A bad hire can cost your company £50,000 — at least 27 percent of companies surveyed by CareerBuilder have found this to be true. In 10 of the world’s largest economies, more than half of employers have experienced the bad effects of a bad hire, such as productivity and revenue loss, negative effects on employee morale, and eventually, the cost to hire and train another employee.
In an ideal world, there would be no bad employees. Unfortunately, the world is what it is and hiring can leave your business in a precarious situation. In the absence of a world filled with marvelously productive and talented workers, you have the next best thing: the keen sense to hire the good and not the bad.
There is no Jedi mind trick involved here. Just a sound and strategic interview process, where you get to ask key questions that reveal whom to hire.
Here are some questions that help you identify workers you would be better to avoid and find good ones who will grow with the company in the long term.
“What are your hobbies?”
Start off with a relaxing, introductory question to help the candidate feel at ease — so at ease that they would easily give a lot of information about themselves. Hobbies can reveal skills, which might relate to the job. Another introductory type of question to ask is the standard, “Tell me about yourself.”
“Tell me five things you didn’t like about your previous job, or don’t like about your current job.”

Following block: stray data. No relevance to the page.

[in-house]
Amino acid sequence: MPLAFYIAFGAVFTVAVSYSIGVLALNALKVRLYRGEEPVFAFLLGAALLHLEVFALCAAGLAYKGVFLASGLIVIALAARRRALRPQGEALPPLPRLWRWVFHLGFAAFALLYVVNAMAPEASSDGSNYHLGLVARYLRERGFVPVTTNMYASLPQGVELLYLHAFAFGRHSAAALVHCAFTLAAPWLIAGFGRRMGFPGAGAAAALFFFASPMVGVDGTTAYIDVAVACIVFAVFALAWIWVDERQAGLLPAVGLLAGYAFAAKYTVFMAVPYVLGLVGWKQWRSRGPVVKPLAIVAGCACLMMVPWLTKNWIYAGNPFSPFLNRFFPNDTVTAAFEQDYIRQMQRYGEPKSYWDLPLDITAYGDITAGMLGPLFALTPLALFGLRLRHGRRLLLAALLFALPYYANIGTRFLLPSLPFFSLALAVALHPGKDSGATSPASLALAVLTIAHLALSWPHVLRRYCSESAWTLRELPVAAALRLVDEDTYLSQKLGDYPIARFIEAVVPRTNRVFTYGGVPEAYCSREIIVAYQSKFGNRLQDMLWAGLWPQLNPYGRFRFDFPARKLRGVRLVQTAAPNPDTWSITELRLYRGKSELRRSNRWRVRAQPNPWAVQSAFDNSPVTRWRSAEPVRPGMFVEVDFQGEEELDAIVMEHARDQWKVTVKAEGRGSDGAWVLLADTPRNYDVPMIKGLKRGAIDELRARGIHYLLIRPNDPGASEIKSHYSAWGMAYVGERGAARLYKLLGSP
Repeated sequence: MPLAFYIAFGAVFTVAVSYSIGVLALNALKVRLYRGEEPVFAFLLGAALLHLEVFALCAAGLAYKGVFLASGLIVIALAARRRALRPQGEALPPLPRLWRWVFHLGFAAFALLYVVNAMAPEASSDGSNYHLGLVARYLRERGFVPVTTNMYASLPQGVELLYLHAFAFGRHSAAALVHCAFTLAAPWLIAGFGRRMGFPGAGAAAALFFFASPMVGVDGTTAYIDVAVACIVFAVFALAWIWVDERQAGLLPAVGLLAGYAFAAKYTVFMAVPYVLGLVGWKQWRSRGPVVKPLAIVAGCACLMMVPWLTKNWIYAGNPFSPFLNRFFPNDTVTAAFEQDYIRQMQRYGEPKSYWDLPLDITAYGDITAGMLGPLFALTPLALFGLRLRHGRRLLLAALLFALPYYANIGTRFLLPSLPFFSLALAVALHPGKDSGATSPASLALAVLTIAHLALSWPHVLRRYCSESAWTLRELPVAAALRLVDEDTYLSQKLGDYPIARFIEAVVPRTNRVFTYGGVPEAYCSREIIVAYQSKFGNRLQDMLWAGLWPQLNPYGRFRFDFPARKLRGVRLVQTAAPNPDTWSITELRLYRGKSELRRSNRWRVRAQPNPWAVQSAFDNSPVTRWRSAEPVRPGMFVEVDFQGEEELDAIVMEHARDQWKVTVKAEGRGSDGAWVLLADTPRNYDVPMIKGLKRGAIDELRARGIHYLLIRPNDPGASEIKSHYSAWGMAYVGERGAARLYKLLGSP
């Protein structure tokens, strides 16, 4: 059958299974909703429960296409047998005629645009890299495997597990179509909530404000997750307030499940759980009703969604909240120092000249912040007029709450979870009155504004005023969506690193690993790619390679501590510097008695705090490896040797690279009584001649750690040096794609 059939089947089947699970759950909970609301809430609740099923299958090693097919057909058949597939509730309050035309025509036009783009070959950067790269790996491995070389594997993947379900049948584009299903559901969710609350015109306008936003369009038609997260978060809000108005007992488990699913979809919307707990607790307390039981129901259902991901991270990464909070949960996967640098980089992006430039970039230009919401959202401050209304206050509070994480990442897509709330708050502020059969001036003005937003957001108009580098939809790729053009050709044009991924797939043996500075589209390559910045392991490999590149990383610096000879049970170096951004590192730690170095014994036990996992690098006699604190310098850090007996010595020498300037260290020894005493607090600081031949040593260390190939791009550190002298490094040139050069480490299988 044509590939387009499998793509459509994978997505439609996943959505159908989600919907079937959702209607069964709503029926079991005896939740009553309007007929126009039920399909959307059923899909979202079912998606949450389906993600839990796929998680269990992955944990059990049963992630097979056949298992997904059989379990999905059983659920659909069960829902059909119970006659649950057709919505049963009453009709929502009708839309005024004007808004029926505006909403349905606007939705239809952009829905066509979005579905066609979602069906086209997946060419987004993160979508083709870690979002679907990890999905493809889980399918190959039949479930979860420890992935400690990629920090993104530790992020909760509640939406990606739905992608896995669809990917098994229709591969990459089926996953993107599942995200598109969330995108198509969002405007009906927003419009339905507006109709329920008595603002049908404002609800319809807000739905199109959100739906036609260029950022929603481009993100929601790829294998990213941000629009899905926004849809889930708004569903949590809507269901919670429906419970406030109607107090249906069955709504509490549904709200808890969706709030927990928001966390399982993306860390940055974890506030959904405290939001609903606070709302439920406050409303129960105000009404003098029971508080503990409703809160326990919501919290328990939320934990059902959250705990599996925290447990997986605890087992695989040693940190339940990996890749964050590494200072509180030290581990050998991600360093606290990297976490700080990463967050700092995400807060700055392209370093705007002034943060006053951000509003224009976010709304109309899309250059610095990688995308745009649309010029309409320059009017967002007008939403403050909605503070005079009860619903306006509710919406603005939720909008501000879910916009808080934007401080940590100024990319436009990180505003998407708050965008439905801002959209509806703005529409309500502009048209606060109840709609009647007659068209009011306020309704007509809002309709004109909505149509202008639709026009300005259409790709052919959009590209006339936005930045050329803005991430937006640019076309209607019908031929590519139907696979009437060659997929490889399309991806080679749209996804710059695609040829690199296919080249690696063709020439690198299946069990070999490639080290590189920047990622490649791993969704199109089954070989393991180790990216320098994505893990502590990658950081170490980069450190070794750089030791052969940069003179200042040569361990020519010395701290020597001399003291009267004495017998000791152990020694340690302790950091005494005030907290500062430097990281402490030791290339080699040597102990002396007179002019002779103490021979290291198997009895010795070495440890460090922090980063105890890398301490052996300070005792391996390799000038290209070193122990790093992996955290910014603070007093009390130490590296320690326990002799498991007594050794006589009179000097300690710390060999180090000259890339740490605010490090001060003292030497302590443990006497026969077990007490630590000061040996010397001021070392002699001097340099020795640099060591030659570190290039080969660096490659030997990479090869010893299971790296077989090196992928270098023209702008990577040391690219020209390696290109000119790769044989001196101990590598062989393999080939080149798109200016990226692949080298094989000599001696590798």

Indeed, it’s a toxic question, but it has the power to unveil a potentially toxic employee. It’s also the type of question that will give you proper insight into the character of the candidate.
“Was there ever an instance you had a professional problem and how did you deal with it?”
Instead of just asking “Are you a team player,” uncover behavioural issues through situation-based questions.
Every employee, at some point, has had professional problems. The best candidates will relate creative and sound resolutions to problems encountered. Candidates who respond with sketchy details and end up blaming other people might not be a good fit for your company.
“Can you talk to me about how you handled things when your job or situation changed? Did your work habits change, too?”
In an era wherein what you know today could become obsolete tomorrow, you will need employees who are “future-proof” (i.e. agile learners).
Experienced employees are fine, but to grow consistently and successfully, you need to build a reliable team that not only knows how to learn as things change but is also open to learning.
“What can you tell me about your boss?”
Some employees might hold a grudge. You do not want to bring that sort of energy into your working environment.
A candidate who ends up complaining about his or her previous boss will find something to complain about in a new workplace.
This could also reveal how the candidate works with or without supervision.
“Where do you see yourself five to 10 years from now?”
Finally, get an idea of your potential employee’s career vision. You’ll want to find out if the candidate is truly right for the role and wants to stay with your company for a very long time.
The Employer Toolbox is a low investment, high value resource that may assist you in this area.